Format: Audio CD
'Pull up some dust and sit down' follows on from 'I, Flathead' and 'My name is Buddy' and has a similar sound and feel to those two albums. Lyrically it takes its tone from Woody Guthrie's 'Dustbowl' protest songs (as on 'My name is Buddy') to comment on the current American economic and political scene, with songs about bankers, foreign wars and crap television. If all this sounds a bit worthy and dry, Ry manages to infuse the songs with humour while making serious points and to wrap the whole thing up in good musical settings. However, in many ways both this record and 'My name is Buddy' are almost 'Socialist' in their message and I find it hard to believe that they would have been accepted in the States even five years ago.

The good news is that Ry finally returns to playing some great bluesy electric slide on numbers like "Humpty Dumpty world", "Baby joined the army", "Lord tell me why", "I want my crown" and "If there's a God". Speaking of blues, there is also a very authentic John Lee Hooker impersonation on the very funny "John Lee Hooker for President". As in his 70s albums, there is lots of variety here from the Tex-Mex grooves of "El Corrida de Jesse James" and "Dreamer" to the gospel-funk of "Lord tell me why" and the tender ballads like "Dirty Chateau" and "No hard feelings".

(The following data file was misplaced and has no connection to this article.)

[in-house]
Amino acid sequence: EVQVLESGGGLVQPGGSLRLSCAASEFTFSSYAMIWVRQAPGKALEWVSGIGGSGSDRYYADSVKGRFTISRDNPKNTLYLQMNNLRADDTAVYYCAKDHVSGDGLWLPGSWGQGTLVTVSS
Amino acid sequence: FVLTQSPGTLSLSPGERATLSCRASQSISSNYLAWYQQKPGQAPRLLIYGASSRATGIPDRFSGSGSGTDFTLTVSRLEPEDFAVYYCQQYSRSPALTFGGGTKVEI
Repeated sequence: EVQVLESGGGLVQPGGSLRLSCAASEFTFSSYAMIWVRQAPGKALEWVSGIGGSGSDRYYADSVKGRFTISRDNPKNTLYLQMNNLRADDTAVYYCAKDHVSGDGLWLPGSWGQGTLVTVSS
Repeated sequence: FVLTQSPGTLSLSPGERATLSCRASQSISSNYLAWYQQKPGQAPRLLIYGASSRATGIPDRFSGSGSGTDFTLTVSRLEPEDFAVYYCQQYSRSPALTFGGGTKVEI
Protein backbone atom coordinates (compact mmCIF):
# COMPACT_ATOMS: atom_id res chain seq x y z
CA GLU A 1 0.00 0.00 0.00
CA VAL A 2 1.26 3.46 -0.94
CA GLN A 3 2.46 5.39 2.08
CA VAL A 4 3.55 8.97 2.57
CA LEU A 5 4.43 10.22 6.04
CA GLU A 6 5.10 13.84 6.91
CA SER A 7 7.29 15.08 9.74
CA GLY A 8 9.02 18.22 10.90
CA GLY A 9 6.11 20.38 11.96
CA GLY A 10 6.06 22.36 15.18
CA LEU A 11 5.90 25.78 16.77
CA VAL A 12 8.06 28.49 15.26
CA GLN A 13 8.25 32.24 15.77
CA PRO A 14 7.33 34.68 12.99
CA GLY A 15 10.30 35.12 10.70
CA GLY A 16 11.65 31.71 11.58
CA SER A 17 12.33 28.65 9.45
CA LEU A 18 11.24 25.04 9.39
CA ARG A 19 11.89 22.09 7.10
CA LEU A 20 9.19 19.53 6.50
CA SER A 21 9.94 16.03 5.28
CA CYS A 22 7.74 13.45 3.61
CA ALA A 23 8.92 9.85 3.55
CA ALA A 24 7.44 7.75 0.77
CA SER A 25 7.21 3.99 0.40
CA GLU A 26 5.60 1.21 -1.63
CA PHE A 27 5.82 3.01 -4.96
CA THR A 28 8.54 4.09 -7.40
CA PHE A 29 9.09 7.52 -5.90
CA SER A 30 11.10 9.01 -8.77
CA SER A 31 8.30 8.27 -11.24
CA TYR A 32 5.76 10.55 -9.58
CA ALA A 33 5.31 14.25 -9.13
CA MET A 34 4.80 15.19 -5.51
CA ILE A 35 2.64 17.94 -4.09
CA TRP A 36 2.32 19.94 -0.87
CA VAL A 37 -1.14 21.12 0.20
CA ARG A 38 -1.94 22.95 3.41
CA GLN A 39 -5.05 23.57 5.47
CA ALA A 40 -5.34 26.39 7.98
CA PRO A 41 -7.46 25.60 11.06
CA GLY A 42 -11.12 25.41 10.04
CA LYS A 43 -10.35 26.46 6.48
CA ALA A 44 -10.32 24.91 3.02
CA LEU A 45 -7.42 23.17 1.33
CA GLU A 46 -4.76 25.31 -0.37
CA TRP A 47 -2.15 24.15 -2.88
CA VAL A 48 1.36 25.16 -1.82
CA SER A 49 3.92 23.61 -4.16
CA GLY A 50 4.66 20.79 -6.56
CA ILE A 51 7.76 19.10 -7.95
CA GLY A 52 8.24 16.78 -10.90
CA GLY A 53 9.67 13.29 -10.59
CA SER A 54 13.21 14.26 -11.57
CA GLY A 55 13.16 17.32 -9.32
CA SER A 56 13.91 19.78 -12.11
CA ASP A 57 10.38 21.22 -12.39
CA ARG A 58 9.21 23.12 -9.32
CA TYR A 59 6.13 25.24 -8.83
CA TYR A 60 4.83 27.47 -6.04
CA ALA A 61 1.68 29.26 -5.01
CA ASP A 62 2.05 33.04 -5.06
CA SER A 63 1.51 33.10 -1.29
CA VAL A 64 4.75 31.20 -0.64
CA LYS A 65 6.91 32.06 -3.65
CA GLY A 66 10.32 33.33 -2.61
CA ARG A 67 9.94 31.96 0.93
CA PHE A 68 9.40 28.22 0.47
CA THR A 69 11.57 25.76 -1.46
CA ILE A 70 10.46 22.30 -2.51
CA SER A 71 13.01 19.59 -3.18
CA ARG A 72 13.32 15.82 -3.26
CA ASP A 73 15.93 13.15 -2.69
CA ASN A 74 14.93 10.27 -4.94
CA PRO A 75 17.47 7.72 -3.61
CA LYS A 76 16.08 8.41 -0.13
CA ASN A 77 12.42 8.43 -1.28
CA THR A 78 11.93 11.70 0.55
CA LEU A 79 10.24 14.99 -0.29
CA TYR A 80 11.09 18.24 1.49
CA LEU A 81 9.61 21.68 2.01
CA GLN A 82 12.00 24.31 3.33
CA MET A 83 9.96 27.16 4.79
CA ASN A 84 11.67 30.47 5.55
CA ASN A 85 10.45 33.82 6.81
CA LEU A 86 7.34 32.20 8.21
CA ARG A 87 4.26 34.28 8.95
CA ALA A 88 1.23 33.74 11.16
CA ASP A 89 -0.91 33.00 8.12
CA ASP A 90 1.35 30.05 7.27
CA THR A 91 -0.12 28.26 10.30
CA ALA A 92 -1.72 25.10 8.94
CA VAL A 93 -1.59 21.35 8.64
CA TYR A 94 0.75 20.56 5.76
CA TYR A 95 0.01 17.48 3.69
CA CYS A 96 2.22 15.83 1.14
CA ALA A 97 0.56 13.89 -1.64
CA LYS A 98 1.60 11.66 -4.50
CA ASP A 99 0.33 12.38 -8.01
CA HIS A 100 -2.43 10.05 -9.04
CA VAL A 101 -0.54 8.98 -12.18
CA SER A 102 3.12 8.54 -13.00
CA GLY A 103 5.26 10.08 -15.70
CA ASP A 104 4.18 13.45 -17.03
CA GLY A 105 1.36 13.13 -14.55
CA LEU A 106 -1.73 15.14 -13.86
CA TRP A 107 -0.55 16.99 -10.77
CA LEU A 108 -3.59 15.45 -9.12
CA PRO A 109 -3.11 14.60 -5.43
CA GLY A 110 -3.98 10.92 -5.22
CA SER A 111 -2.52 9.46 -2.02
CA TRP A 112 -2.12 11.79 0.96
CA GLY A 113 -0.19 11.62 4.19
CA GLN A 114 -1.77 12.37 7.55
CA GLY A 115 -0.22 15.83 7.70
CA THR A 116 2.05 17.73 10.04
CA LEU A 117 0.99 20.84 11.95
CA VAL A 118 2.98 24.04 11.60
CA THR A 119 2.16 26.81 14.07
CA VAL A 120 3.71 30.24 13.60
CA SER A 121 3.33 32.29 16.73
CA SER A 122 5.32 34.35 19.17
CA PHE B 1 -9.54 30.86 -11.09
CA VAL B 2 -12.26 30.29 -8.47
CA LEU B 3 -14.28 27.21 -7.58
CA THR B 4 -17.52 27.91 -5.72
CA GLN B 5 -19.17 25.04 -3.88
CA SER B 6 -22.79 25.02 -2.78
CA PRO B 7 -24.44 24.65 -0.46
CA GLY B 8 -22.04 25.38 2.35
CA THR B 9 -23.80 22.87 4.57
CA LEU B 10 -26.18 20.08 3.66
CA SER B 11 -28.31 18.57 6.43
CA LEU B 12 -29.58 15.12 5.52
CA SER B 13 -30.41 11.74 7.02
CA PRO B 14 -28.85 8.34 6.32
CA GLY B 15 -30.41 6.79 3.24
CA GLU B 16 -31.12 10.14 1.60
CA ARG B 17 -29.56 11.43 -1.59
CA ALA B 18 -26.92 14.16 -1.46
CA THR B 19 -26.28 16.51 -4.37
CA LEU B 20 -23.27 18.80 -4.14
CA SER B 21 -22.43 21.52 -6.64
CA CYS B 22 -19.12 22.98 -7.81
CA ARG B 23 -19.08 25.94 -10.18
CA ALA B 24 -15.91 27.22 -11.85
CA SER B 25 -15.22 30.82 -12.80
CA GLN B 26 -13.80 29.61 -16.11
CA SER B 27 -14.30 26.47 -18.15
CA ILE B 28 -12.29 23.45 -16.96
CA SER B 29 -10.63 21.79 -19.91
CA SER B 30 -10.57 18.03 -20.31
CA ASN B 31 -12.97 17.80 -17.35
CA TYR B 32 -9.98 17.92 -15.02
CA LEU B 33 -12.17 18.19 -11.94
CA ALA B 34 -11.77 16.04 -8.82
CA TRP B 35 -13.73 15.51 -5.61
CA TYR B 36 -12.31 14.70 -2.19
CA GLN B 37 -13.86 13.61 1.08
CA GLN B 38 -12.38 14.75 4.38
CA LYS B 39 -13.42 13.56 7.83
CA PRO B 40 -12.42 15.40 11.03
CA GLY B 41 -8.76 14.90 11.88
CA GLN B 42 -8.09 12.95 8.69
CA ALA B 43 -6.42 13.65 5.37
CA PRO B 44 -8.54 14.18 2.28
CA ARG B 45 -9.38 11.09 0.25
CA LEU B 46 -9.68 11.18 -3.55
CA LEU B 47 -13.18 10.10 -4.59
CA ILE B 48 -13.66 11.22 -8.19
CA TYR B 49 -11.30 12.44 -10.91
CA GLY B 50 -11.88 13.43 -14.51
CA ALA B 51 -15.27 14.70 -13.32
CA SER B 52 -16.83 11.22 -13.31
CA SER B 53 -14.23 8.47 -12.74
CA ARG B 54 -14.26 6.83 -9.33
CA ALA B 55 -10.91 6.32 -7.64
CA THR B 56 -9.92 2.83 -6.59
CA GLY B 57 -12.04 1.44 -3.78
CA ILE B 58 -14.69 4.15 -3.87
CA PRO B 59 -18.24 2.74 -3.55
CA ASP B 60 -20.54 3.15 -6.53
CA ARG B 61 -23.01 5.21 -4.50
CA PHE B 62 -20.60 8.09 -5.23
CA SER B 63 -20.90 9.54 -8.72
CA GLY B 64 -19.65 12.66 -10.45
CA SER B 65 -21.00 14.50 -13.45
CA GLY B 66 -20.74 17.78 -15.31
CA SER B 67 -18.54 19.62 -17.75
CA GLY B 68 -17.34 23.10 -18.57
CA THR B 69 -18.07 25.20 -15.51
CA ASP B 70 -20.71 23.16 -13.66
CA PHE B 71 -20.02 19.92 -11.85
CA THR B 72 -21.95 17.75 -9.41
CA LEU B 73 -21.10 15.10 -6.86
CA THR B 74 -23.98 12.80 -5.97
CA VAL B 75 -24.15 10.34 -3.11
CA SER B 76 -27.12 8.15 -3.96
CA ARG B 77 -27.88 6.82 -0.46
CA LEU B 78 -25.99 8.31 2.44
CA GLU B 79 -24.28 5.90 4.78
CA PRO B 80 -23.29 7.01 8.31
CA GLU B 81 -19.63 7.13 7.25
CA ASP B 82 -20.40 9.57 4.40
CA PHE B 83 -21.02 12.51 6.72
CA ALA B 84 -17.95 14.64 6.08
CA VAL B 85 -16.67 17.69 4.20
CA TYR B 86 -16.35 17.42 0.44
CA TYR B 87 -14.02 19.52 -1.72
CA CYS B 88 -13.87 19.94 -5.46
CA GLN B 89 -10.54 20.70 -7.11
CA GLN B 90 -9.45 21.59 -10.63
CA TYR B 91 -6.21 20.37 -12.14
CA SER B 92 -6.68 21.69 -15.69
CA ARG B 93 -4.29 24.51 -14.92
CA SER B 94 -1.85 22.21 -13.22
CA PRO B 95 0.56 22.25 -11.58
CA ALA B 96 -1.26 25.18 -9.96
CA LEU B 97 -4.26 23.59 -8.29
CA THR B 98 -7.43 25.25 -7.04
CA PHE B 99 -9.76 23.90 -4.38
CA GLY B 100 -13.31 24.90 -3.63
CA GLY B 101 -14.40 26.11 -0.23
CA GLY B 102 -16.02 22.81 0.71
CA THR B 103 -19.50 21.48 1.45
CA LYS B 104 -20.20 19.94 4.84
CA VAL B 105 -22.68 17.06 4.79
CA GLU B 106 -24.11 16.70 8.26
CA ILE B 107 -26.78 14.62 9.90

There is a lot to take in here and I think that this record will definitely take repeated listenings. After only a couple of listens I'm finding it hard to pick a favourite track - I like the quirky love song "Simple tools" and the all the electric slide numbers mentioned above but I think that at this early stage I'd have to go for "Baby joined the army", where the song's powerful anti-war message is underlined by Ry's strange, unnerving solo electric slide guitar backing. All-in-all this is Ry's best album in years and if musically it isn't quite as good as his 70s/80s records it does match some stunning music with powerful social and political messages.